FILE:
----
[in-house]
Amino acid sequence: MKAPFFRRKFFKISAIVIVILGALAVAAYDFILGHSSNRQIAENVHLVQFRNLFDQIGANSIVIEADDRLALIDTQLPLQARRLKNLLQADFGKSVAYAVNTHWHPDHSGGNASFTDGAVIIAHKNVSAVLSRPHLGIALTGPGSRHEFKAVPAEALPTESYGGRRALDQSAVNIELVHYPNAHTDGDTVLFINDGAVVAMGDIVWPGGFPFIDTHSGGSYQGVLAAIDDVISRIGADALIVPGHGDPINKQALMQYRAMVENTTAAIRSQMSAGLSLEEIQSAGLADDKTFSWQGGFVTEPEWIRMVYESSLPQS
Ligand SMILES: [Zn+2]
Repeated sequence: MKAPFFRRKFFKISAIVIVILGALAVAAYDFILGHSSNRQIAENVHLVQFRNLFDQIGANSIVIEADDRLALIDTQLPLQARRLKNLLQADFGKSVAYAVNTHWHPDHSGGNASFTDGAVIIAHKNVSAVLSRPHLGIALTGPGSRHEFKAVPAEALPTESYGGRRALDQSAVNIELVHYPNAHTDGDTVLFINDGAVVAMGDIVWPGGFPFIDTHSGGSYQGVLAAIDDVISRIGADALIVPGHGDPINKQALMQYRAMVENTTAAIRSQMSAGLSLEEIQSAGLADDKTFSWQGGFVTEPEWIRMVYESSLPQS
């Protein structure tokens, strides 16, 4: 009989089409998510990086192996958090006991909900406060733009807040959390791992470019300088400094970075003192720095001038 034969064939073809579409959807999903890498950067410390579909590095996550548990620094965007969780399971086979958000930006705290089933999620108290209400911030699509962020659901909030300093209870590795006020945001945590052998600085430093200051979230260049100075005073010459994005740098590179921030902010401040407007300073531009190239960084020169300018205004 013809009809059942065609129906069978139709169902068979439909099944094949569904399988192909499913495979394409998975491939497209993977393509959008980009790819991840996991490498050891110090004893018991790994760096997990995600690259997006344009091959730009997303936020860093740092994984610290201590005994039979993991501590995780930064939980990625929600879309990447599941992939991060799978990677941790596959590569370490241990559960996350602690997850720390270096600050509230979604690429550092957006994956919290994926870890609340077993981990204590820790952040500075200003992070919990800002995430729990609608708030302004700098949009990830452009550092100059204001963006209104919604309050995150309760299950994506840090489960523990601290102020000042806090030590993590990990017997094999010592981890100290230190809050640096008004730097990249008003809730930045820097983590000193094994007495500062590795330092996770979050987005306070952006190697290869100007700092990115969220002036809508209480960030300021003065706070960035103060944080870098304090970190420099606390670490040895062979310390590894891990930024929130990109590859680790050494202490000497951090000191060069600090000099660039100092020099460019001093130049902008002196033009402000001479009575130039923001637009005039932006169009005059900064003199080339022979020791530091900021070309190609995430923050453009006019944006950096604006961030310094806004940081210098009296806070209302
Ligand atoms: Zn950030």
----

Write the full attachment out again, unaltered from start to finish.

[in-house]
Amino acid sequence: MKAPFFRRKFFKISAIVIVILGALAVAAYDFILGHSSNRQIAENVHLVQFRNLFDQIGANSIVIEADDRLALIDTQLPLQARRLKNLLQADFGKSVAYAVNTHWHPDHSGGNASFTDGAVIIAHKNVSAVLSRPHLGIALTGPGSRHEFKAVPAEALPTESYGGRRALDQSAVNIELVHYPNAHTDGDTVLFINDGAVVAMGDIVWPGGFPFIDTHSGGSYQGVLAAIDDVISRIGADALIVPGHGDPINKQALMQYRAMVENTTAAIRSQMSAGLSLEEIQSAGLADDKTFSWQGGFVTEPEWIRMVYESSLPQS
Ligand SMILES: [Zn+2]
Repeated sequence: MKAPFFRRKFFKISAIVIVILGALAVAAYDFILGHSSNRQIAENVHLVQFRNLFDQIGANSIVIEADDRLALIDTQLPLQARRLKNLLQADFGKSVAYAVNTHWHPDHSGGNASFTDGAVIIAHKNVSAVLSRPHLGIALTGPGSRHEFKAVPAEALPTESYGGRRALDQSAVNIELVHYPNAHTDGDTVLFINDGAVVAMGDIVWPGGFPFIDTHSGGSYQGVLAAIDDVISRIGADALIVPGHGDPINKQALMQYRAMVENTTAAIRSQMSAGLSLEEIQSAGLADDKTFSWQGGFVTEPEWIRMVYESSLPQS
């Protein structure tokens, strides 16, 4: 009989089409998510990086192996958090006991909900406060733009807040959390791992470019300088400094970075003192720095001038 034969064939073809579409959807999903890498950067410390579909590095996550548990620094965007969780399971086979958000930006705290089933999620108290209400911030699509962020659901909030300093209870590795006020945001945590052998600085430093200051979230260049100075005073010459994005740098590179921030902010401040407007300073531009190239960084020169300018205004 013809009809059942065609129906069978139709169902068979439909099944094949569904399988192909499913495979394409998975491939497209993977393509959008980009790819991840996991490498050891110090004893018991790994760096997990995600690259997006344009091959730009997303936020860093740092994984610290201590005994039979993991501590995780930064939980990625929600879309990447599941992939991060799978990677941790596959590569370490241990559960996350602690997850720390270096600050509230979604690429550092957006994956919290994926870890609340077993981990204590820790952040500075200003992070919990800002995430729990609608708030302004700098949009990830452009550092100059204001963006209104919604309050995150309760299950994506840090489960523990601290102020000042806090030590993590990990017997094999010592981890100290230190809050640096008004730097990249008003809730930045820097983590000193094994007495500062590795330092996770979050987005306070952006190697290869100007700092990115969220002036809508209480960030300021003065706070960035103060944080870098304090970190420099606390670490040895062979310390590894891990930024929130990109590859680790050494202490000497951090000191060069600090000099660039100092020099460019001093130049902008002196033009402000001479009575130039923001637009005039932006169009005059900064003199080339022979020791530091900021070309190609995430923050453009006019944006950096604006961030310094806004940081210098009296806070209302
Ligand atoms: Zn950030």